It can impact the way human bodies create, store, and utilise energy. Metformin is also prescribed for PCOS. PCOS is associated with problems in terms of ovulation and irregular menstrual cycles. In PCOS, a hormone called LH (from the pituitary gland) or levels of insulin (from the pancreas) are too high, which then causes the ovaries to make extra amounts of testosterone.
Doctors recommend metformin since it has the ability to make the body more sensitive to insulin. Consequently, this drops glucose production in the liver. Further, metformin can have a simulation impact on ovulation and is known to lower testosterone levels by about 25%.
Breaking down the science of Metformin
Metformin impacts a range of processes and functions in our body. Metformin functions in the liver in three ways:
- It suppresses glucose production.
- It enhances the sensitivity of the liver, muscle, fat, and cells to the insulin that the body generates.
- It reduces the absorption of carbohydrates.
Metformin reduces serum glucose levels by several different mechanisms, notably through non-pancreatic mechanisms without increasing insulin secretion. It facilitates the action of the gut microbiota by enabling digestion through a catalysed bile acid concentration.
Bile acid is essential for processing food to become nutrients through the process of digestion. At this stage, it can be converted to energy in the form of fat and glucose. It aids with glucose utilization.
In a meta-analysis of metformin studies, BMI reduction by about 5% in people who met the criteria for simple obesity through metformin consumption. Further, such BMI reduction tapered off after 6 months.
Overlap between Metformin & Berberine
Berberine and metformin have clinical overlaps. They are considered to be alternatives for each other. Here are some more research-backed reasons that physicians fall back on to recommend Berberine:
- It has antioxidant and anti-inflammatory properties.
- According to studies, it combats a range of infections – such as bacteria, viruses, fungi and parasites.
Metformin can cause alterations in daily health by:
- Moderating the free and total testosterone levels in healthy males. It could also spike sexual hormones by binding globulin and dehydroepiandrosterone sulphate.
- PCOS patients may undertake prescribed metformin treatment to the effect of a rise in androgen hormone availability. Further, it may moderate autophagy, a process of self-digestion.
- With certain anti-inflammation properties, metformin could reduce morphine tolerance.
Risks associated with using Berberine and Metformin
Typical metformin side effects are tied to the gastrointestinal system. A short list that extends further would also include:
- An upset stomach
- Vomiting and Diarrhoea
- Bloating and Cramping
- Anorexia or reduced appetite
- Loss in weight
Metformin, an insulin sensitiser, also increases your risk of low blood sugar (hypoglycaemia). While high blood sugar is dangerous, low blood sugar is dangerous, too. Long-term and high dosages of metformin amplify the probability of vitamin B12 deficiency. A lack of vitamin B12 can cause mood changes, memory loss, and damage to the nervous system.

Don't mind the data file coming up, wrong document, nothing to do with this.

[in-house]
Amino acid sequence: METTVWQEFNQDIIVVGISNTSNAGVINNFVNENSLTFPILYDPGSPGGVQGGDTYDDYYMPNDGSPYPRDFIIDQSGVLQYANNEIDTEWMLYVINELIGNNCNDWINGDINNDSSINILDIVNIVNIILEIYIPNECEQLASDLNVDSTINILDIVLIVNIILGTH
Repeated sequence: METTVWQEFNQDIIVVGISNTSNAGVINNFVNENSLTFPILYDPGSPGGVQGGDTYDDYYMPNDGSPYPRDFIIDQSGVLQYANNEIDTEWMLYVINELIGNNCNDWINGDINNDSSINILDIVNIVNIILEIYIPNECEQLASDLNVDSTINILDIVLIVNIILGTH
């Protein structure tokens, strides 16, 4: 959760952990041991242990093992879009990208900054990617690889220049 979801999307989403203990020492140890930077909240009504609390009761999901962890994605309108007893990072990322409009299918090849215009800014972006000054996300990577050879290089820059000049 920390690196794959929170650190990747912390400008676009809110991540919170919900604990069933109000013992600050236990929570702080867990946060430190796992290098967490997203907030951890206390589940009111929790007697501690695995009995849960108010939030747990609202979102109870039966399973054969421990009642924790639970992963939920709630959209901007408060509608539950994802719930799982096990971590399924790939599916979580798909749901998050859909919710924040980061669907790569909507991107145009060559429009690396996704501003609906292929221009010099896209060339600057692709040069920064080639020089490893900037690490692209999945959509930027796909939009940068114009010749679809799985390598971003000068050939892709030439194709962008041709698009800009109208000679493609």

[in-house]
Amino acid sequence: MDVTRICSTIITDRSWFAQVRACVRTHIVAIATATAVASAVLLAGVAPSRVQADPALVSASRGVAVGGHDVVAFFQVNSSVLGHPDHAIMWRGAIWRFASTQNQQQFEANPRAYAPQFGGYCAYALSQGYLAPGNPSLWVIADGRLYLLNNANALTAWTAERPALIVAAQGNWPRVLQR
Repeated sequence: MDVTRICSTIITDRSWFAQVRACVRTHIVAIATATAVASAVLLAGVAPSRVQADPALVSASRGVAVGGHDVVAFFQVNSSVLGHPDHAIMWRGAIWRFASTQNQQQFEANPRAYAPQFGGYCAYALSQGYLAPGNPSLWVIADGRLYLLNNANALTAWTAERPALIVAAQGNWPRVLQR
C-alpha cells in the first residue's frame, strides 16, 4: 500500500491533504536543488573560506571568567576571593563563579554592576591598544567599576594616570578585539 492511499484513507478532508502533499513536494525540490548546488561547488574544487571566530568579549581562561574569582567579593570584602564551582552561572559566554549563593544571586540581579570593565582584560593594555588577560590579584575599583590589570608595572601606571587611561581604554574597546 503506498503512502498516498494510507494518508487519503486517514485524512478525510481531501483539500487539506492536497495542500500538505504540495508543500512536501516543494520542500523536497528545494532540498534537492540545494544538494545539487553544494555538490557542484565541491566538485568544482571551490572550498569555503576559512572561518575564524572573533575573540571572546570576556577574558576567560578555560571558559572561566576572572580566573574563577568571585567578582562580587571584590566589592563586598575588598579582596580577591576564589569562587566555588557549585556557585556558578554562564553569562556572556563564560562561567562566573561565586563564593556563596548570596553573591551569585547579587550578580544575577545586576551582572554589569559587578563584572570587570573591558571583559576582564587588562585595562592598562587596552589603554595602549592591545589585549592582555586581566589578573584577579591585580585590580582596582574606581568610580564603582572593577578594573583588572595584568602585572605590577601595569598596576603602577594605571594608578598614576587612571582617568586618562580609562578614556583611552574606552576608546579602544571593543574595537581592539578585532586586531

A grave side effect of metformin could be lactic acidosis, a potentially life-threatening condition stimulated by the buildup of lactic acid in the blood. If too much metformin accumulates in the blood due to overdose, it can lead to acidosis. The combination of serious kidney issues and metformin can increase the risk of acidosis.
Research suggests that berberine has been reported to cause cytotoxicity and adversely influence the synthesis of DNA. Sub-chronic toxicity of berberine has been reported to be linked with lung and liver damage.
In 2020, the FDS asked manufacturers of certain formulations of metformin to voluntarily withdraw the product from the market after dangerous levels of N-Nitrosodimethylamine (NDMA), a substance that may cause cancer were found in the composition.
Both berberine and metformin have their origin in natural elements that have been prescribed in glucose regulating treatment. They can impact how nutrients are transformed into energy and how much energy is stored, distributed, and absorbed by cells and other organs in our body.
They carry the potential to unlock AMPK, considered a highly conserved pathway that switches on catabolic pathways generating ATP. APMK is an energy-sensing enzyme that signals to stimulate glucose uptake in skeletal muscles, fatty acid oxidation in adipose (and other) tissues, and reduces hepatic glucose production.
Berberine and Metformin are best prescribed by medical professionals. The US FDA recently recalled metformin in some forms due to the presence of ill-advised levels of carcinogenic or cancer-causing elements. Some side effects and risks have been associated with their usage.
Disclaimer: The contents of this article are for general information and educational purposes only. It neither provides any medical advice nor intends to substitute professional medical opinion on the treatment, diagnosis, prevention or alleviation of any disease, disorder or disability. Always consult with your doctor or qualified healthcare professional about your health condition and/or concerns and before undertaking a new health care regimen including making any dietary or lifestyle changes.